Worship. God—and God alone—is worthy of worship. We respond to God by consciously and intentionally seeking to declare, explore, celebrate, and submit to God’s righteous and gracious kingship over all of creation and over every aspect of our individual and corporate life, and thereby “to glorify him and enjoy him forever.” (Westminster, 7.01) This is true worship.
Scripture - Genesis 1:1; Exodus 20:4-5; Deuteronomy 6:4; Psalm 47:2; Isaiah 45:5 Matthew 28:19; Luke 1:35; John 14:26; Romans 1:23; 8:28; 2 Corinthians 13:14; Ephesians 1:7-11; Jude 1:25; Revelation 4:11
that denies this doctrine of God’s triune nature, or refuses to confess the Trinity as Father, Son, and Holy Spirit;
that minimizes this doctrine as an unessential or secondary Christian tenet;
that asserts that all religions are essentially true, that all religious beliefs are essentially in accord; or that the views of God held by the world’s major religions are equally valid;
that confesses or celebrates belief in multiple gods or goddesses, or that identifies God as a goddess, or that worships God’s uncreated glory through idols or images representing creatures or creation.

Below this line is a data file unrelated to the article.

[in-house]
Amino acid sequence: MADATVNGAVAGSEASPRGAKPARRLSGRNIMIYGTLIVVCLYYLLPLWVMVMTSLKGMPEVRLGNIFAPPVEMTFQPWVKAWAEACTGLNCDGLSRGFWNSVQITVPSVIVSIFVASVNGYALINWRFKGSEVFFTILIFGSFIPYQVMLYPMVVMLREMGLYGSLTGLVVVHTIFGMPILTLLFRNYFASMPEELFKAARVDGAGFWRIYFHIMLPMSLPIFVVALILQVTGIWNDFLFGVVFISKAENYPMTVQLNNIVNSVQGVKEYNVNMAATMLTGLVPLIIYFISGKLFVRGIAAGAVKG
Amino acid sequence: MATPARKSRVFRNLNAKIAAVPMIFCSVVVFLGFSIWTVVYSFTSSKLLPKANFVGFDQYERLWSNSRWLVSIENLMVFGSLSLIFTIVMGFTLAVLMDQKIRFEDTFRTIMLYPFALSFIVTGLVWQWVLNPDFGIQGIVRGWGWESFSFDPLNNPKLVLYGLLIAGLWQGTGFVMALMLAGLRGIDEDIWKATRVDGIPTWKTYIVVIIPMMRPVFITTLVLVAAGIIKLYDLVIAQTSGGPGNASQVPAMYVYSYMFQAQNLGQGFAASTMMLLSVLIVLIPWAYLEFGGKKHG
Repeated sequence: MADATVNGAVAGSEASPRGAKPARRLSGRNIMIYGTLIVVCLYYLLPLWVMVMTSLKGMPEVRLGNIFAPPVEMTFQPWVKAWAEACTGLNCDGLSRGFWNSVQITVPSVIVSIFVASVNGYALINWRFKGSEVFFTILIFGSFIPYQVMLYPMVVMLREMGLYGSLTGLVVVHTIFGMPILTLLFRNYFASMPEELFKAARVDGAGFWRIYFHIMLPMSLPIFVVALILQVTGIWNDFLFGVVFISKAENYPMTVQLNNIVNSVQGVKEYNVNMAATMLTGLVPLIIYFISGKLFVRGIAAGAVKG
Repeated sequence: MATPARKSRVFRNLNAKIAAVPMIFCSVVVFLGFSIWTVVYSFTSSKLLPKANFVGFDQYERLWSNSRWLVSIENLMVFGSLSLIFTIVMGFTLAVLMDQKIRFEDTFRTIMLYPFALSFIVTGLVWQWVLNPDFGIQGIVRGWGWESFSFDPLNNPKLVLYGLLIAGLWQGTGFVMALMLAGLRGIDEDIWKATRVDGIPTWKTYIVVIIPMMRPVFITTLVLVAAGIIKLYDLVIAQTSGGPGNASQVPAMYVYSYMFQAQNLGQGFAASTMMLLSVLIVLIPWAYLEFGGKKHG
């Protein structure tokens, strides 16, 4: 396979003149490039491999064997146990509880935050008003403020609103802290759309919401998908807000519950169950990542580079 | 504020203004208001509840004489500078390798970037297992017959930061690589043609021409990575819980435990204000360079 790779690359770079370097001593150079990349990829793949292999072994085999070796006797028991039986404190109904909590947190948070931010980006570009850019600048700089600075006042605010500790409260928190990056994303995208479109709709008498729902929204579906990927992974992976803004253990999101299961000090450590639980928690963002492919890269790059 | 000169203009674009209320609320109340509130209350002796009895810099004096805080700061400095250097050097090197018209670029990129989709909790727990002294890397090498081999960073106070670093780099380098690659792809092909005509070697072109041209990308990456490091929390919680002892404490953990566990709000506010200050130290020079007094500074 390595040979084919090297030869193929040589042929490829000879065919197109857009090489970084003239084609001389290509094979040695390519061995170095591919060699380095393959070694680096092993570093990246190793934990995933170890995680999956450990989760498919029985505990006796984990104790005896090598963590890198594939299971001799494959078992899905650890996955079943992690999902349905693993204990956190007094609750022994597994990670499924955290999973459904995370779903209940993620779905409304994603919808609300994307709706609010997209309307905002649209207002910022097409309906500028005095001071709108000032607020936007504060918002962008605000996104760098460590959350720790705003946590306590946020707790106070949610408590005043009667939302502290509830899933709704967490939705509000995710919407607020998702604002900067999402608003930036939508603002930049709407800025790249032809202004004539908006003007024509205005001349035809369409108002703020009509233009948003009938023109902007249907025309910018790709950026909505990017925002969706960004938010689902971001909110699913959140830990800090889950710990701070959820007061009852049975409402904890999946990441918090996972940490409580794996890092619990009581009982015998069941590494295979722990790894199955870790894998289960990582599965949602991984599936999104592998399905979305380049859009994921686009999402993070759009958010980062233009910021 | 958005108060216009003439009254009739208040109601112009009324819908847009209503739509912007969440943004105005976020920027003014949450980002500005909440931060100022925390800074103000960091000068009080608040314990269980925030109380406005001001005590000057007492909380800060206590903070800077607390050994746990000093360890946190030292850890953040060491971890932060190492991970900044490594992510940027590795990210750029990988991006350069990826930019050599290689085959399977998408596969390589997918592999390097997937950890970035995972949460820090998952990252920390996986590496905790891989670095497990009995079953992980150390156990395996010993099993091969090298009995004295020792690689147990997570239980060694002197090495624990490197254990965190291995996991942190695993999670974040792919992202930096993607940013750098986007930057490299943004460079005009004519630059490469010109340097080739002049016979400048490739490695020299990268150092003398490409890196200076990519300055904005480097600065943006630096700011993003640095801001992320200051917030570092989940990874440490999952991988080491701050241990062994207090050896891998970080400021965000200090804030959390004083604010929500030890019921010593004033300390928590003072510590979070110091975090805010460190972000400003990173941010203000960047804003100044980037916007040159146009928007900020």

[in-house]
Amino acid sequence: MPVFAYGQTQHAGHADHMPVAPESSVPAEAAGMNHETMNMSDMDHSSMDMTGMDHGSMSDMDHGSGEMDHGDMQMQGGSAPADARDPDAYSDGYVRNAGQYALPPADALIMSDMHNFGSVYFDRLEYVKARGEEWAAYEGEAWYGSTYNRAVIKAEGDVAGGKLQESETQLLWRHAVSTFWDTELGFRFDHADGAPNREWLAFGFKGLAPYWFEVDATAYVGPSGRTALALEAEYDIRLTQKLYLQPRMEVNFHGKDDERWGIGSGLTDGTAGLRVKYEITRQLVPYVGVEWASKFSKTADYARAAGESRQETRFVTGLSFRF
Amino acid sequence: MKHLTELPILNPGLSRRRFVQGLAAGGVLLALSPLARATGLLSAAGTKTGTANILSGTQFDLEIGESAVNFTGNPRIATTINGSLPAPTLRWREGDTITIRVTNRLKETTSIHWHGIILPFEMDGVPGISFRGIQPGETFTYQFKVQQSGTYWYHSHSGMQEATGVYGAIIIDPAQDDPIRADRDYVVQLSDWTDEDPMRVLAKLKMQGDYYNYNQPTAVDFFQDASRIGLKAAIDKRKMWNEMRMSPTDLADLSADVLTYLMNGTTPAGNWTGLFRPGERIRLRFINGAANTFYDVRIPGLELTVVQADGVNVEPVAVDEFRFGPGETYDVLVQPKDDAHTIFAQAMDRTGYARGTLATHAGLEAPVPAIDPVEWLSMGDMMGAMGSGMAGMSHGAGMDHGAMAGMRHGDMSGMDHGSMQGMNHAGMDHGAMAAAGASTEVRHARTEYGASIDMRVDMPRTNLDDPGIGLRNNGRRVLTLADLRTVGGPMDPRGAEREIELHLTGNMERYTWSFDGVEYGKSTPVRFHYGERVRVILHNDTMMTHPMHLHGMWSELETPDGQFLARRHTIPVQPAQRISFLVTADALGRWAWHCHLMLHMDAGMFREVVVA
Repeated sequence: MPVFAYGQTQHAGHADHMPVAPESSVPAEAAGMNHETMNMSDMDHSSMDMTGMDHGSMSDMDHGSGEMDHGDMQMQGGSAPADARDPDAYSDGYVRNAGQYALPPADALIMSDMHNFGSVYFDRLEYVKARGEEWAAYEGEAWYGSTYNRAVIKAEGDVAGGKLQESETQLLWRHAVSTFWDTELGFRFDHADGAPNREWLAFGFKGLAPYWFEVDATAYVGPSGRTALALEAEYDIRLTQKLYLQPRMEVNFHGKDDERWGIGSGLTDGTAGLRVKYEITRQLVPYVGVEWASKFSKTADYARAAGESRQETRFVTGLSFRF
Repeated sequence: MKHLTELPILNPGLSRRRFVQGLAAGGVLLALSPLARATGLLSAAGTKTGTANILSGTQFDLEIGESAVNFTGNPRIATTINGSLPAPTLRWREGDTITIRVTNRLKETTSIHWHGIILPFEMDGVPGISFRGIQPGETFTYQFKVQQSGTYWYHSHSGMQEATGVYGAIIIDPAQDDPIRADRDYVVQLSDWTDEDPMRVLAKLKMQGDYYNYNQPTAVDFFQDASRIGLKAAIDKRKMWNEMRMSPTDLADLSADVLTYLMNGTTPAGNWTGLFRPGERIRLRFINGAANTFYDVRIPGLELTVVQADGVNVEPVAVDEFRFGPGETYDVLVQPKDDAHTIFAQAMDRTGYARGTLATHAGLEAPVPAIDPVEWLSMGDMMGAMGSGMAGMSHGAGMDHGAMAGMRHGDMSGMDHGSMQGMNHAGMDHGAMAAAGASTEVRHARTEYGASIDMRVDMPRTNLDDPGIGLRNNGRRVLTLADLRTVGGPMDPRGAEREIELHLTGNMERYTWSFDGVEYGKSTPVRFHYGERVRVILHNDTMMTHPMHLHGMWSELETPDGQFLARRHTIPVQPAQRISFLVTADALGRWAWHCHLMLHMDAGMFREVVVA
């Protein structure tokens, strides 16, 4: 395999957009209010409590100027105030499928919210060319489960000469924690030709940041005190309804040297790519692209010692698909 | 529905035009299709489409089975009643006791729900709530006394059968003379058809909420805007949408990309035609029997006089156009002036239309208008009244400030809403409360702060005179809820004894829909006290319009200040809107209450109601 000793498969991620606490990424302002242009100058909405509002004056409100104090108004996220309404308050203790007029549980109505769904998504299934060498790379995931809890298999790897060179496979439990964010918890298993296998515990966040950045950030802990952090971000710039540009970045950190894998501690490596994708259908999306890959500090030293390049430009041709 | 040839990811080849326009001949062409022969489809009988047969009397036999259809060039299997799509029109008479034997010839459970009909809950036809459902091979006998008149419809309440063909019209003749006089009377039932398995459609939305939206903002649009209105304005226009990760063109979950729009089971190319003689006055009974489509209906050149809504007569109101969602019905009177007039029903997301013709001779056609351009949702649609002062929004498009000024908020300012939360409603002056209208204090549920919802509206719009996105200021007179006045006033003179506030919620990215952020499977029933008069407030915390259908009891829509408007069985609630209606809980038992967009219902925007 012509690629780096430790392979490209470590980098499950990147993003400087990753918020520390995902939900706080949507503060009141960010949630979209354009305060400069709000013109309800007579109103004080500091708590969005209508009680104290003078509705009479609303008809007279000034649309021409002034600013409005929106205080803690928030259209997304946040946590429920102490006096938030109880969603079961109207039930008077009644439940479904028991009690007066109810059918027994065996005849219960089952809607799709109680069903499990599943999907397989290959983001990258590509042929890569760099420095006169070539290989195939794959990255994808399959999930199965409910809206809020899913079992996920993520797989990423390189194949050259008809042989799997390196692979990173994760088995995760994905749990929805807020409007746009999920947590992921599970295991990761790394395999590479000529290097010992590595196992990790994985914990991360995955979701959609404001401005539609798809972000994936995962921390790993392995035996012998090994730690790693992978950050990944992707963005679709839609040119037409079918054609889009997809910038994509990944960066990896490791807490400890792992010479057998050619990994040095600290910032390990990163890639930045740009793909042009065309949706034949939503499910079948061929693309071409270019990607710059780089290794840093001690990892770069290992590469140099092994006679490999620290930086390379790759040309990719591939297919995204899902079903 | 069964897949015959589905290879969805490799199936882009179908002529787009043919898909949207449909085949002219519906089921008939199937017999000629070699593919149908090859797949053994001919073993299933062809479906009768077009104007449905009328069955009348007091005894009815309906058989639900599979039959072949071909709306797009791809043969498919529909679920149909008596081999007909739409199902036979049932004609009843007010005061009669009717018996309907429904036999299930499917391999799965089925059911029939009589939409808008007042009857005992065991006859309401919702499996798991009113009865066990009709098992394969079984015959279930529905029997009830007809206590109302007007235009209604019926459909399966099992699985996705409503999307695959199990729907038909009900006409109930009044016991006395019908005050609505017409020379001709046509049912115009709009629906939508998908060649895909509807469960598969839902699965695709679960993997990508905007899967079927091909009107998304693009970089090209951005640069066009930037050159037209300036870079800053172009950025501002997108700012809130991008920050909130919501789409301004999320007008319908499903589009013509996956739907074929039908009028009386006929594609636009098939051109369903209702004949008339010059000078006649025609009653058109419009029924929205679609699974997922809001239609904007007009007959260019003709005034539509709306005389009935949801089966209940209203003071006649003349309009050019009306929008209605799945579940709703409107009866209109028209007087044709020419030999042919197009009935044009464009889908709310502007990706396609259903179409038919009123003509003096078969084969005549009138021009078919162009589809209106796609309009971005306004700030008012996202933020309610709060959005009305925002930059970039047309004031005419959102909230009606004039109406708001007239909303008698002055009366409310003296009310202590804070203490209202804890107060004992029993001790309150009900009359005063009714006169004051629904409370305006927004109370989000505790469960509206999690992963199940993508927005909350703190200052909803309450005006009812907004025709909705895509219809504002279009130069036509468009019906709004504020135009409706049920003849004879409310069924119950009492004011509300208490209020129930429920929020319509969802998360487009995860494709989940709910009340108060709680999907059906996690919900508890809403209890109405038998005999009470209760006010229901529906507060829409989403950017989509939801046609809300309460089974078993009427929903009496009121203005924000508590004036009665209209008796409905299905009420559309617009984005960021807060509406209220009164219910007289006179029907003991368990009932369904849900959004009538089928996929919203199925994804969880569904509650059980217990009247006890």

The biblical doctrine of God’s sovereignty excludes:
the notion that, if God is sovereign, our human efforts are in vain;
the deistic notion that God created the cosmos like a watchmaker but is no longer personally involved in its operation or unfolding;
any theology that denies or downplays the reality of evil or the enmity between evil and a holy God or the moral responsibility of humankind for sin.
Essential Tenet - Humanity - Original Righteousness and Fall into Sin
Human beings were created by God in God’s own image—in true righteousness and holiness—to know, love, and obey God and be righteous stewards of the creation. Our earliest forebears, instead of acknowledging, worshiping, and obeying God, became disobedient sinners and brought sin and death upon themselves and all creation.
There is now a radical brokenness and corruption in human nature that is the result of and results in sin. Sin is rebellion against God. No human effort can fully resolve or redeem this defect. Sin is destructive, contagious, parasitical, polluting, disabling. Human beings are sinners by nature, by influence, by choice, by action.